A move across the Channel: A dream house in France

French countryside

Many of us travel abroad but not all of us are brave enough to live there! Read about starting a life in Northern France

French countrysideChapter 2

Until we arranged our first visit to look at property, we hadn’t told anyone of our plans, so it was with some trepidation that we finally told the family. I am an only child, so our son is the only grandchild, but my parents were totally supportive; they did everything they could to help, and came up to Oxford to look after our animals while we were in France. I’m sure they must have had misgivings, but they never once voiced them, and took a great interest in everything happening.

We stressed to both them and the estate agent that we had no intention of buying a house at this stage – we were really going over to explore the area and let James see where we could be living. We met up with the agent, Sarah, in France at the end of the trip and she showed us five empty properties, each in need of varying degrees of decoration and/or renovation.

One was an old convent which would have been a real challenge even for a TV home makeover show; another did actually have its own small lake! The fourth one we saw was an old longère, a traditional stone-built, single-floored Breton farmhouse with an attic upstairs (originally used to store grain). By the time we got to this one, Sarah had sussed what we were looking for. We drove down a lane and through what seemed to be a farmyard, and pulled up outside some closed white gates. We couldn’t see beyond them because they were too high but I can still remember to this day that she said: “I think you’re going to like this.”

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She opened the gates and we drove in. All three of us had the same reaction: WOW! We were in a large gravel courtyard with an ivy-clad longère in front of us and various outbuildings scattered around, all standing in about an acre of land. The garden seemed huge – a massive lawn with lots of mature shrubs and trees. In fact it was more like a park. We fell in love with it straight away, before we even got inside.

The house had been owned by the same family for generations but had become too big for the current owners in their advancing years. They had moved to a smaller home in the neighbouring village and it had recently been used only as holiday accommodation for family members when they came to stay. Consequently it had been modernised to some extent and was ready to move into, although it needed a little TLC.

There were only two bedrooms, but the attic stretched the length of the house and was ready to be converted; the lounge was huge with a massive inset fireplace (visions of cosy log fires in the winter!) and there was a decent sized kitchen which would need a complete upgrade. Even the bathroom was fully operational so there would be no need to resort to a tin bath and the nearest bush! It was everything we wanted, and once we explored the massive garden and outhouses we were hooked.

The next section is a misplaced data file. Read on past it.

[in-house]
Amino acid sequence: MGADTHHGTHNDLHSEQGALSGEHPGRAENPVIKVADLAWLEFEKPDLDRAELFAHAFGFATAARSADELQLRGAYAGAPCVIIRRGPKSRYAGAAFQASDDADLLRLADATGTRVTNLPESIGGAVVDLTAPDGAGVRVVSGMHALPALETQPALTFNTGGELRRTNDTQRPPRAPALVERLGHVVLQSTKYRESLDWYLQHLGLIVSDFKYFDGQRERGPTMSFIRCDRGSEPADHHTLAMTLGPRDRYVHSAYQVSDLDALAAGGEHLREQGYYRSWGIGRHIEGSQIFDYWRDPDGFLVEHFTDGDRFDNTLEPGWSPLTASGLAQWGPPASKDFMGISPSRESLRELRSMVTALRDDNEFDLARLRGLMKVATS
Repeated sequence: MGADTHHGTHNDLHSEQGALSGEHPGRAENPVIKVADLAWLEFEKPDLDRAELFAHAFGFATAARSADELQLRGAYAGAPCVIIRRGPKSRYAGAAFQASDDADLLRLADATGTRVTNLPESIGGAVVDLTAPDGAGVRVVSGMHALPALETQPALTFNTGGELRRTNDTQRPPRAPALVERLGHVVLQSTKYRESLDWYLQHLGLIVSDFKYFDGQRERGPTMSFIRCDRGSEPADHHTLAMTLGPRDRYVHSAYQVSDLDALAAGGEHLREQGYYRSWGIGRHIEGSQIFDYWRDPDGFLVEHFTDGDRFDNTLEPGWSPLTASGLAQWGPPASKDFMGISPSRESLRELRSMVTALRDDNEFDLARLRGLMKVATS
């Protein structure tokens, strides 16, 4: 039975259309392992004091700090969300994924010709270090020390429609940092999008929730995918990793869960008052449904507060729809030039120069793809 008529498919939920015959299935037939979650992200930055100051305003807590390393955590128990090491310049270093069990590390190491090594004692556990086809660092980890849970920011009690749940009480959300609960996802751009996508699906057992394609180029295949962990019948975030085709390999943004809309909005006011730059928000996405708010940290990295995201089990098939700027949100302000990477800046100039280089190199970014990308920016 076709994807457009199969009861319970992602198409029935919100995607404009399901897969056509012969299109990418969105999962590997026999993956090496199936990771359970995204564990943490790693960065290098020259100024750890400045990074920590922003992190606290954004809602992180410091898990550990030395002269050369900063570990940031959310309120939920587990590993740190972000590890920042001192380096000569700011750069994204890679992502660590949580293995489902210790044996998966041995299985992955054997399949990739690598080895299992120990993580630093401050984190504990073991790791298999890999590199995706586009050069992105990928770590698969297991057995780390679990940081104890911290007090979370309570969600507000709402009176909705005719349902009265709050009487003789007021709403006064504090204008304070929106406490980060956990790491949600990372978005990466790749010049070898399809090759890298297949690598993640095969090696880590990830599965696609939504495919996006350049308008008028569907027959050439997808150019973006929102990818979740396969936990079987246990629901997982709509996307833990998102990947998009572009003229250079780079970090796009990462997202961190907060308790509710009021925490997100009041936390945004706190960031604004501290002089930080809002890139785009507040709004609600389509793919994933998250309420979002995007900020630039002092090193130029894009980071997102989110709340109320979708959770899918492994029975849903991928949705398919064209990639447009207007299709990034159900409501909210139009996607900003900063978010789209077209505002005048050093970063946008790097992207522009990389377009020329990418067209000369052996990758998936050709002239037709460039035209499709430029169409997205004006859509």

James loved the space in the garden, and was already overdosing on ideas of tree-houses and secret dens. One of the children from the farm next door was hanging around at the gate so it was evident there would be other children for company. It really did seem to be perfect.

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We said our goodbyes to Sarah and, although we didn’t say anything to her at that point, or even to each other, we both knew that we had seen the house we wanted.

As soon as we got in the car the discussion started. Could we afford it? Was it the right time to put in an offer and try and sell our own house? We had had no intention of buying at this point – our own property needed decorating before we put it on the market and we hadn’t even had it properly valued. We had planned to do all this over the winter and then look in earnest for a property to buy in the spring, once everything had been set in motion at home.

On the other hand, if we waited, we might lose this house; we knew of people who had been looking for the right property for years and this one had fallen into our laps on the first visit. I’m a great believer in fate; the decision on every other house we had bought in the past had been based on “gut feeling” and we had never been wrong.

We had arranged to stay overnight in Normandy as we had promised James a visit to Mont St Michel. By the time we got there (a trip of only an hour and a half ) we had decided we were going to put in an offer on the house.

About Karen Faulds

My husband, Graham, and I moved to France in 2003, where we have lived very happily for the past 10 years. We run a mobile book business for British expats and spend our lives driving round the country roads of Brittany meeting all sorts of interesting people. We have one son, now at university in Scotland, a large dog, two cats and several chickens.